Cell and Gene Con­tract Man­u­fac­tur­ers Must Em­brace Dig­i­ti­za­tion

The Cell and Gene Industry is growing at a staggering 30% CAGR and is estimated to reach $14B by 20251. A number of cell, gene and stem cell therapy sponsors currently have novel drug substances and products and many rely on Contract Development Manufacturing Organizations (CDMO) to produce them with adherence to stringent regulatory cGMP conditions. Cell and gene manufacturing for both autologous (one to one) and allogenic (one to many) treatments face difficult issues such as: a complex supply chain, variability on patient and cellular level, cell expansion count and a tight scheduling of lot disposition process. This complexity affects quality, compliance and accountability in the entire vein-to-vein process for critically ill patients.

A lab technician works during research on coronavirus at Johnson & Johnson subsidiary Janssen Pharmaceutical in Beerse, Belgium, Wednesday, June 17, 2020. (Virginia Mayo/AP Images)

UP­DAT­ED: End­points News ranks all 28 play­ers in the Covid-19 vac­cine race. Here's how it stacks up to­day

(This piece was last updated on August 13. Endpoints News will continue to track the latest developments through the FDA’s marketing decisions.)

The 28 players now in or close to the clinical race to get a Covid-19 vaccine over the finish line are angling for a piece of a multibillion-dollar market. And being first — or among the leaders — will play a big role in determining just how big a piece.

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Cal­lid­i­tas bets up to $102M on a biotech buy­out, snag­ging a once-failed PBC drug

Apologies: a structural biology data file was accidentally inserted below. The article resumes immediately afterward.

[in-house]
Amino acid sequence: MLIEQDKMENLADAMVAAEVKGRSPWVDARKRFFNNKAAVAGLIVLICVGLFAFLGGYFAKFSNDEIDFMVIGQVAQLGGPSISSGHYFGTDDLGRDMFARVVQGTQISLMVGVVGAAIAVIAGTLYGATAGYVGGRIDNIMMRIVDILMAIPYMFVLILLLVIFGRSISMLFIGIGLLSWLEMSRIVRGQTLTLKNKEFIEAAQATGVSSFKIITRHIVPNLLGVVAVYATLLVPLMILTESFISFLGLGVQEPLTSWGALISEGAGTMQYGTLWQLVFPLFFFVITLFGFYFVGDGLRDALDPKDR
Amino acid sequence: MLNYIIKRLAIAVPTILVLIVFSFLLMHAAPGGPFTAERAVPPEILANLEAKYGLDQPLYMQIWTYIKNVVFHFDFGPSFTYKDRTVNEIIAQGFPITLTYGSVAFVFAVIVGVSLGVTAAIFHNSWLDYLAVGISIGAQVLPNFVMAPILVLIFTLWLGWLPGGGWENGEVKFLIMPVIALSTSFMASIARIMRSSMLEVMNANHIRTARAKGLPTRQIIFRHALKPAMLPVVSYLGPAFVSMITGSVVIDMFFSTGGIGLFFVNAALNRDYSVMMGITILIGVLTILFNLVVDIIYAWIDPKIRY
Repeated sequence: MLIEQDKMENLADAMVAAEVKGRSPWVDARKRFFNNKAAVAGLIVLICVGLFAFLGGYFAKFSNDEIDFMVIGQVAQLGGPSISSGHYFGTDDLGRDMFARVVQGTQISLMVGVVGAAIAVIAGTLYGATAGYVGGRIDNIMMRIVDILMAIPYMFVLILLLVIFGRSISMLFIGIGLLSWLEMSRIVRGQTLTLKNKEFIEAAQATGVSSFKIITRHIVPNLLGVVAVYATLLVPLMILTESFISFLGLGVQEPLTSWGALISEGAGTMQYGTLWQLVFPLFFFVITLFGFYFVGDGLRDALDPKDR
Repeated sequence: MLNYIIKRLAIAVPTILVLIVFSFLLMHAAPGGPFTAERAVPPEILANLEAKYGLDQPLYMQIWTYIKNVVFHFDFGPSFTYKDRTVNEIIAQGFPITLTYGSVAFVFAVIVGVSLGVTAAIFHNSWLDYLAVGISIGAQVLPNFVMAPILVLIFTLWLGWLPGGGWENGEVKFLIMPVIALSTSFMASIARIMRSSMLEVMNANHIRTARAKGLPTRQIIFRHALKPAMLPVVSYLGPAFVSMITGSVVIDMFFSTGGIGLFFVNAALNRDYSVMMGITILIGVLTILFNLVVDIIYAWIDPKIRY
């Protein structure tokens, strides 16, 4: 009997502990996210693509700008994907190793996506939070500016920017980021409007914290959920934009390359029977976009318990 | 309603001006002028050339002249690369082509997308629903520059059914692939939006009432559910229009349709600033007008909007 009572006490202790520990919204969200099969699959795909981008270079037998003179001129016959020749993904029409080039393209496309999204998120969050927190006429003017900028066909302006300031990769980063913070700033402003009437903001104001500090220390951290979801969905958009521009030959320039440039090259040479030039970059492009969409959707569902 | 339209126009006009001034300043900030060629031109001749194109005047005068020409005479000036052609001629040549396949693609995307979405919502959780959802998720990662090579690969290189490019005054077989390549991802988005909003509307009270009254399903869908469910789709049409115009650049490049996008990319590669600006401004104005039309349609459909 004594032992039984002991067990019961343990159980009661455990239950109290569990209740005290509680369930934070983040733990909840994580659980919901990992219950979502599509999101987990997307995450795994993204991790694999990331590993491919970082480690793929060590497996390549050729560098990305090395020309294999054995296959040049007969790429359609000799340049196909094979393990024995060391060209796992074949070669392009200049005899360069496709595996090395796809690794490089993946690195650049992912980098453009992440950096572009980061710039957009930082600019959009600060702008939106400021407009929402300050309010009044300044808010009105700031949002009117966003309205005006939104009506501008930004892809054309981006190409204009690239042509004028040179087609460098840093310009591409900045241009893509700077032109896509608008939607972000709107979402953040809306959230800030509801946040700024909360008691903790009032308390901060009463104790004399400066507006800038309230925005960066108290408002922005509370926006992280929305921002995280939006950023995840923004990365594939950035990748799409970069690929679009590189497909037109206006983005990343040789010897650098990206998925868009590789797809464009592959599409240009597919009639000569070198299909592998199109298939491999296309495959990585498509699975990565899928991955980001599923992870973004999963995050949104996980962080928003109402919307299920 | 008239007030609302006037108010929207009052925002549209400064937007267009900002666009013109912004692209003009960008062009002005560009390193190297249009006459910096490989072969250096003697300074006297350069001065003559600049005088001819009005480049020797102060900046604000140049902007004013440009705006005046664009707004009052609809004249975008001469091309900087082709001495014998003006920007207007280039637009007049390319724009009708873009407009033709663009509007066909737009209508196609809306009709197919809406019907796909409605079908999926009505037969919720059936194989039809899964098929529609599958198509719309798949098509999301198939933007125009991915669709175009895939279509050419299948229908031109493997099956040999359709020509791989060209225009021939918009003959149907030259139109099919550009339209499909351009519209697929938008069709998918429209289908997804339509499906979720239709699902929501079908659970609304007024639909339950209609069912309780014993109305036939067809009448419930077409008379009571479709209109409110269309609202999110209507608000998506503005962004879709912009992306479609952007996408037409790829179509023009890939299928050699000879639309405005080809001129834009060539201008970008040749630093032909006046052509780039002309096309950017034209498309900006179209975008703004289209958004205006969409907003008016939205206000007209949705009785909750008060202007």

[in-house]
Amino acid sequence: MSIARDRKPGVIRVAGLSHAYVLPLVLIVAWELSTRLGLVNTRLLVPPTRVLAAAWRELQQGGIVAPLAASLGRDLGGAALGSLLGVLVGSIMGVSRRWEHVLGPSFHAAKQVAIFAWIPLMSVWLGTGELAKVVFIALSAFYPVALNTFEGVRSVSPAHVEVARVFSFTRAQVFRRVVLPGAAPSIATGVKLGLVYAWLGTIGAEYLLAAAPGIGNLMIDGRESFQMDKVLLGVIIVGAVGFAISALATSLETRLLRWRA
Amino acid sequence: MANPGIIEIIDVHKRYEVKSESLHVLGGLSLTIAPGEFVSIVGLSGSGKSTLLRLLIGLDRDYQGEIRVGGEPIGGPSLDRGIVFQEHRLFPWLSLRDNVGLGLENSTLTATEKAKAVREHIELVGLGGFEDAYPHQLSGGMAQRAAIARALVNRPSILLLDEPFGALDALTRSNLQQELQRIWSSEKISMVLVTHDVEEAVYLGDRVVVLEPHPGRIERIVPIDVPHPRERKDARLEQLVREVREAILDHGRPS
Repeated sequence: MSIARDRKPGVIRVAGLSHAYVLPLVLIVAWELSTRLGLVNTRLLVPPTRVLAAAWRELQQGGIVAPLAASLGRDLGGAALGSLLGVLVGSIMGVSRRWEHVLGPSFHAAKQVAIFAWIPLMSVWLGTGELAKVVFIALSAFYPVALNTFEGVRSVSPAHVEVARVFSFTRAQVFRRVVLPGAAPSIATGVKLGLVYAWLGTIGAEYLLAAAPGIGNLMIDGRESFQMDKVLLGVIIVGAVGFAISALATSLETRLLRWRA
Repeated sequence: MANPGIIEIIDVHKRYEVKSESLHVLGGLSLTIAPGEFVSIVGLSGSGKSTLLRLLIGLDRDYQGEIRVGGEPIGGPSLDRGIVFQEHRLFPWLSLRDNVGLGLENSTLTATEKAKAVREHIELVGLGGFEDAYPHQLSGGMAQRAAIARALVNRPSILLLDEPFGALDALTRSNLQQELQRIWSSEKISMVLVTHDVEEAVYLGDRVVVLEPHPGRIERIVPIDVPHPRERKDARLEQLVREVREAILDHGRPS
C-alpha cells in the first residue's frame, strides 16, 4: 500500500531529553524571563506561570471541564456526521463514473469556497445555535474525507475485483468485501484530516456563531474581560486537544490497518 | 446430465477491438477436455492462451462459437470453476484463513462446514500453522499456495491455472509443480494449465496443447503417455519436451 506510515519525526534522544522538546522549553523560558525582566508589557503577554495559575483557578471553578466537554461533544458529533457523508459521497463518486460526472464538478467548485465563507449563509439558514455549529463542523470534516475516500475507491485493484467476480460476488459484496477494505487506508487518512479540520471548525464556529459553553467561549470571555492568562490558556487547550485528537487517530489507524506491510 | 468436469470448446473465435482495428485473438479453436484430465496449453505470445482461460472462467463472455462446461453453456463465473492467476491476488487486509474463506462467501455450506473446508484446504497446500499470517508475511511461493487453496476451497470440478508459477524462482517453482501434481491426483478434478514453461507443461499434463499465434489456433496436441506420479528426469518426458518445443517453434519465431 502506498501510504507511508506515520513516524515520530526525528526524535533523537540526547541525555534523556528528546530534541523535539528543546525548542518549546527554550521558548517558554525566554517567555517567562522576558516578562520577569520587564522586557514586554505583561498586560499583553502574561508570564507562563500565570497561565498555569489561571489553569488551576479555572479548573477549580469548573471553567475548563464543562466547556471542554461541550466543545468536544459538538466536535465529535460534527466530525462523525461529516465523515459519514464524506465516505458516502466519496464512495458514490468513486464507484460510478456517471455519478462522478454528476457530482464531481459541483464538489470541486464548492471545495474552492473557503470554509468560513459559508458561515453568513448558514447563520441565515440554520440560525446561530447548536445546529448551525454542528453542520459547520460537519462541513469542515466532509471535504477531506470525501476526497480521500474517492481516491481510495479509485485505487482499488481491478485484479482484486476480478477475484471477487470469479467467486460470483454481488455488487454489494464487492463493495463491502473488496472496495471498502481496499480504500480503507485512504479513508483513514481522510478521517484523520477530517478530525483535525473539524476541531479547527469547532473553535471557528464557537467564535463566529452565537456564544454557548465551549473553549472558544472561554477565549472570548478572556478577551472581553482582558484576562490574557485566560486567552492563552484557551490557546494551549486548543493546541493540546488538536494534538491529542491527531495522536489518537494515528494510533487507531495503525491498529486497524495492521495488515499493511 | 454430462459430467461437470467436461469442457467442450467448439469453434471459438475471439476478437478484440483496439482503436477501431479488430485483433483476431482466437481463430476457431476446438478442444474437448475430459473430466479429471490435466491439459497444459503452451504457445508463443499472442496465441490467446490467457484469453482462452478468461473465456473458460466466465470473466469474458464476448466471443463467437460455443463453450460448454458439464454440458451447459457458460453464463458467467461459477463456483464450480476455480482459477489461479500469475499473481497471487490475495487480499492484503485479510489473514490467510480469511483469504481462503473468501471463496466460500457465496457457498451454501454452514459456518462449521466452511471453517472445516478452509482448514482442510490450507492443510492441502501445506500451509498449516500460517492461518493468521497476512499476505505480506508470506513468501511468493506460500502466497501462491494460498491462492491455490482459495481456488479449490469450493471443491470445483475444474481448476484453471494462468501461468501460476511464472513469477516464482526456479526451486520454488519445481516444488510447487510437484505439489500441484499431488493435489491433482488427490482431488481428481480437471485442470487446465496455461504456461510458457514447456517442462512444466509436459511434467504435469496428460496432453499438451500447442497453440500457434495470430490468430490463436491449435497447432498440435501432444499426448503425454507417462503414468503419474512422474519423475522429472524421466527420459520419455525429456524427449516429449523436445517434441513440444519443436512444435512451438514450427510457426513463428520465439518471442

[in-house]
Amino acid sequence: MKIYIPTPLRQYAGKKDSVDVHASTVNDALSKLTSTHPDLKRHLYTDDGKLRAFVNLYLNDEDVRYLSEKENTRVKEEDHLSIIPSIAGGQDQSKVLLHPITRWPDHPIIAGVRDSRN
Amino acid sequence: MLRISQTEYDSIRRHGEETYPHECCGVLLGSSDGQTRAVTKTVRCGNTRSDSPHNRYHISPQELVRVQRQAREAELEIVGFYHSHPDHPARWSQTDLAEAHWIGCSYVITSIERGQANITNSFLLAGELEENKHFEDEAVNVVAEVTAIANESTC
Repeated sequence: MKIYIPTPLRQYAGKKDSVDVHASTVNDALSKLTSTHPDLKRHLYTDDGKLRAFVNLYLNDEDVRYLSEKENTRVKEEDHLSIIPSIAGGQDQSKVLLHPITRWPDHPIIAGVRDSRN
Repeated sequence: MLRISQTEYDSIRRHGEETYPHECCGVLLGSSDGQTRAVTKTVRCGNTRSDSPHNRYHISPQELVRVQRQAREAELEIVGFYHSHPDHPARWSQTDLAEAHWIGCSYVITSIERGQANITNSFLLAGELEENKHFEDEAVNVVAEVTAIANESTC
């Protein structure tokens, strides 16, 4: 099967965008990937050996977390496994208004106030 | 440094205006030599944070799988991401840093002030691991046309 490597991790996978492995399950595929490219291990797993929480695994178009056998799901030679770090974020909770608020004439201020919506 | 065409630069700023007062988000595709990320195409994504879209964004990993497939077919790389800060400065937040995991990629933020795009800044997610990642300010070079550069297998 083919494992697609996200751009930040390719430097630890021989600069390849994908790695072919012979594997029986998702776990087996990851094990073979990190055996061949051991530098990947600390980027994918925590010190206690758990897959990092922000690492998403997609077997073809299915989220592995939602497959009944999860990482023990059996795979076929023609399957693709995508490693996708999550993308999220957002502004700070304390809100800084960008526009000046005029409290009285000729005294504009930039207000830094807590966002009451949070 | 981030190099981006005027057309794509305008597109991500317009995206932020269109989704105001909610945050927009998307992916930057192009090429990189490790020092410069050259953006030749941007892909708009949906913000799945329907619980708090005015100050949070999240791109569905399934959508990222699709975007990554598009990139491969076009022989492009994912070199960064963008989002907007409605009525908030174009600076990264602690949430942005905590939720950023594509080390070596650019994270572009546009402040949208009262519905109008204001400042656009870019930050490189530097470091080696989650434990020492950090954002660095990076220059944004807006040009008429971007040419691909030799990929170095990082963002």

After spending years developing its oral formulation of the corticosteroid budesonide, Sweden’s Calliditas now has its sights set on the primary biliary cholangitis field.

The company will buy out France-based Genkyotex, and it’s willing to bet up to €87 million ($102 million) that Genkyotex’s failed Phase II drug, GKT831, will do better in late-stage trials.

Under the current agreement, Calliditas $CALT will initially pay €20.3 million in cash for 62.7% of Genkyotex (or €2.80 a piece for 7,236,515 shares) in early October, then circle back for the rest of Genkyotex’s shares under the same terms. If nothing changes, the whole buyout will cost Calliditas €32.3 million, plus up to  €55 million in contingent rights.

Inside FDA HQ (File photo)

The FDA just ap­proved the third Duchenne MD drug. And reg­u­la­tors still don’t know if any of them work

Last year Sarepta hit center stage with the FDA’s controversial reversal of its CRL for the company’s second Duchenne muscular dystrophy drug — after the biotech was ambushed by agency insiders ready to reject a second pitch based on the same disease biomarker used for the first approval for eteplirsen, without actual data on the efficacy of the drug.

On Wednesday the FDA approved the third Duchenne MD drug, based on the same biomarker. And regulators were ready to act yet again despite the lack of efficacy data.

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Stéphane Bancel speaks to President Donald Trump at the White House meeting on March 2 (AP Images)

UP­DAT­ED: Mod­er­na of­fers steep dis­count in US sup­ply deal — but still takes the crown with close to $2.5B in vac­cine con­tracts